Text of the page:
This week we are joined by Victoria Jennings, Ph.D. Victoria is an anthropologist and she specializes in reproductive health. She directs the Institute for Reproductive Health at Georgetown University.
We’re talking about natural methods of family planning.
Victoria developed Cycle Beads – an easy to use, totally natural tool that makes it much easier to use natural family planning to predict ovulation and either prevent or plan a pregnancy.
Cycle Beads are also useful for women to use not as a birth control device but to be more aware of their cycle. Young women just starting their cycle could use them to educate themselves.
Studies have found that many people who choose natural family planning do so because it has no worrisome side effects.
Dr. Jennings says that the failure rate of using Cycle Beads is about 5%.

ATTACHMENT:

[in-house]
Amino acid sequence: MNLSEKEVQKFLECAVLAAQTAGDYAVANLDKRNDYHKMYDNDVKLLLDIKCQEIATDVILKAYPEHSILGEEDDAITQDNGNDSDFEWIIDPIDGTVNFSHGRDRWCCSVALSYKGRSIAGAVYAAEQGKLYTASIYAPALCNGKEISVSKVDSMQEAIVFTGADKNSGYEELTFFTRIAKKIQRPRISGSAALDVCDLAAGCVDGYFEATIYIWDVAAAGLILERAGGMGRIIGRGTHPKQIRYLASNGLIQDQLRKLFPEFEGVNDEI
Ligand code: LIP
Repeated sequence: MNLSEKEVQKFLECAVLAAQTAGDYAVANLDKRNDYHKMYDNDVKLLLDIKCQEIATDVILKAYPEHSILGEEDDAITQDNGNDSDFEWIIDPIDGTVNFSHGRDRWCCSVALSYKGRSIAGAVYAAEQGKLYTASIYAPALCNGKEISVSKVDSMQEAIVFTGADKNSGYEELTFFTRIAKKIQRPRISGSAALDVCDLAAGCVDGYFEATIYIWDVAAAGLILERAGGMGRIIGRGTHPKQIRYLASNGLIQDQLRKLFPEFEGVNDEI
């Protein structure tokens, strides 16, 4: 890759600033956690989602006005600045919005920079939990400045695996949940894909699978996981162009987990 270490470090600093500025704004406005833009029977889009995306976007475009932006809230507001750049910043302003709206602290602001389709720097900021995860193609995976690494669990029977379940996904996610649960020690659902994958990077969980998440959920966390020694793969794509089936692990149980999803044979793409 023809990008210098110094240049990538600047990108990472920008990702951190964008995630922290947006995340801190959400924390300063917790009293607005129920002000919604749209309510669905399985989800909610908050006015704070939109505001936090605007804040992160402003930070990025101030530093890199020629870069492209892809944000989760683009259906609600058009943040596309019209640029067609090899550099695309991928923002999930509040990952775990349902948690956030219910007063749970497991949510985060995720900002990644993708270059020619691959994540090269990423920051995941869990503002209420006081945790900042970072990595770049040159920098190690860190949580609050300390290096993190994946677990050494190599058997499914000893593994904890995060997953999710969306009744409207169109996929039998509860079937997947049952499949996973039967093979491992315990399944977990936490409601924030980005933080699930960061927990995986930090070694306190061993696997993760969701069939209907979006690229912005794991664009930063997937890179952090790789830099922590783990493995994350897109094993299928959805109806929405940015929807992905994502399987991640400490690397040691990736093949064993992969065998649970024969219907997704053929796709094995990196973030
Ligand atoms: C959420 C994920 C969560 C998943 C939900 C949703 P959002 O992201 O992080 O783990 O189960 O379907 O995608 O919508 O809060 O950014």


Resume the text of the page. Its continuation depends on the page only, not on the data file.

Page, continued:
Women who have irregular cycles may not want to use Cycle Beads, but the majority of women can use them quite effectively.
Moms who are nursing notice that breastfeeding has an effect on their cycle. It may take months or longer for fertility to return when a mom is nursing her baby. She needs to have had 4 periods after the birth of her baby before she begins using Cycle Beads for best results. And, her most recent cycle needs to have been between 26 – 32 days.
There are a few different methods that fall under the umbrella of natural family planning. Dr. Jennings explains the differences between the calendar method, the Billings method, the two-day method, and others.
Dr. Jennings notes that natural methods are “couple” methods. Communication and clear agreements are required for it to work successfully. Advocates of NFP say it brings a couple closer because they have to modify their sexual behavior. If one party is not willing to participate in the process, NFP may not be the best method for them.
While there may be no hard science to prove this, it’s logical to think that NFP has a positive impact on a couple since it opens dialogue about their sexuality and their relationship.